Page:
Bill Anders, Jim Lovell, Frank Borman -- December 24, 1968
Scriptures for today:
Apollo 8 was the first space mission to broadcast live images from off Earth, the first mission to the moon and safely back to Earth, and the first public sermon given from an extra-terrestrial pulpit.
Christmas Eve, 1968. As one of the most turbulent, tragic years in American history drew to a close, millions around the world were watching and listening as the Apollo 8 astronauts - Frank Borman, Jim Lovell and Bill Anders - became the first humans to orbit another world.
As their command module floated above the lunar surface, the astronauts beamed back images of the moon and Earth and took turns reading from the book of Genesis, closing with a wish for everyone "on the good Earth."
The Apollo 8 astronauts got where they were that Christmas Eve because of a bold, improvisational call by NASA. With the clock ticking on President Kennedy's challenge to land on the moon by decade's end, delays with the lunar module were threatening to slow the Apollo program. So NASA decided to change mission plans and send the Apollo 8 crew all the way to the moon without a lunar module on the first manned flight of the massive Saturn V rocket.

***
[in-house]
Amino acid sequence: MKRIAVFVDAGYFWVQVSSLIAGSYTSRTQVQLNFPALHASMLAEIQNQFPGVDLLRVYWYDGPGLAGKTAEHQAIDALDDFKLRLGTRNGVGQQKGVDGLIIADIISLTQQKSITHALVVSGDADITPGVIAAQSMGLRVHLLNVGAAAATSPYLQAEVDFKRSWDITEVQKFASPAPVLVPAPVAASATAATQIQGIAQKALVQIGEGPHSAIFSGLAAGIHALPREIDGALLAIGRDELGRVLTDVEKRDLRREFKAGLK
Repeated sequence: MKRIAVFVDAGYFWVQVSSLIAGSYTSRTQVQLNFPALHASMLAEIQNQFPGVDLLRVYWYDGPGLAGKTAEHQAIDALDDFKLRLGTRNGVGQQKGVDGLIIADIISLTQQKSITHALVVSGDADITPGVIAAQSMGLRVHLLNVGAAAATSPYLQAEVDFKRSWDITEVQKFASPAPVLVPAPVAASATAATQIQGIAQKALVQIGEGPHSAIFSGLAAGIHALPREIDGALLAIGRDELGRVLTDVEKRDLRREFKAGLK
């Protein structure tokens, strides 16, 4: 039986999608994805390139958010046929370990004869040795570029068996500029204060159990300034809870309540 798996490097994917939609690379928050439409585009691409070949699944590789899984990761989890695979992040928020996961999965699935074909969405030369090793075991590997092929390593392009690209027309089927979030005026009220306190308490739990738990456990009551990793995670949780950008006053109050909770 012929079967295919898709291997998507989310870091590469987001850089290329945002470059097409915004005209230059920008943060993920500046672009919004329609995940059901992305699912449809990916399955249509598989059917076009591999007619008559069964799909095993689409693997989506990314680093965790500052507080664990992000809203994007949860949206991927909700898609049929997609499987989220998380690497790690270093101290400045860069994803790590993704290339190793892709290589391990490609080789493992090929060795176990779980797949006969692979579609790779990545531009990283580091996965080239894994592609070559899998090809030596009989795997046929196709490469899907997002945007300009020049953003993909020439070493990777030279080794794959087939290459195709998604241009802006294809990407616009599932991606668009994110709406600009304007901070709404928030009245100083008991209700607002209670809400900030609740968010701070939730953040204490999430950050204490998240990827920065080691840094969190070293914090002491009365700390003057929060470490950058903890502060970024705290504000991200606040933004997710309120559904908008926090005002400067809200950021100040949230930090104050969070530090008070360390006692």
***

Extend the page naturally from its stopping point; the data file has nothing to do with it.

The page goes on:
The crew rocketed into orbit on December 21, and after circling the moon 10 times on Christmas Eve, it was time to come home. On Christmas morning, mission control waited anxiously for word that Apollo 8's engine burn to leave lunar orbit had worked. They soon got confirmation when Lovell radioed, "Roger, please be informed there is a Santa Claus."
The crew splashed down in the Pacific on December 27. A lunar landing was still months away, but for the first time ever, humans from Earth had visited the moon and returned home safely.
Learn about the iconic "Earthrise" image here.
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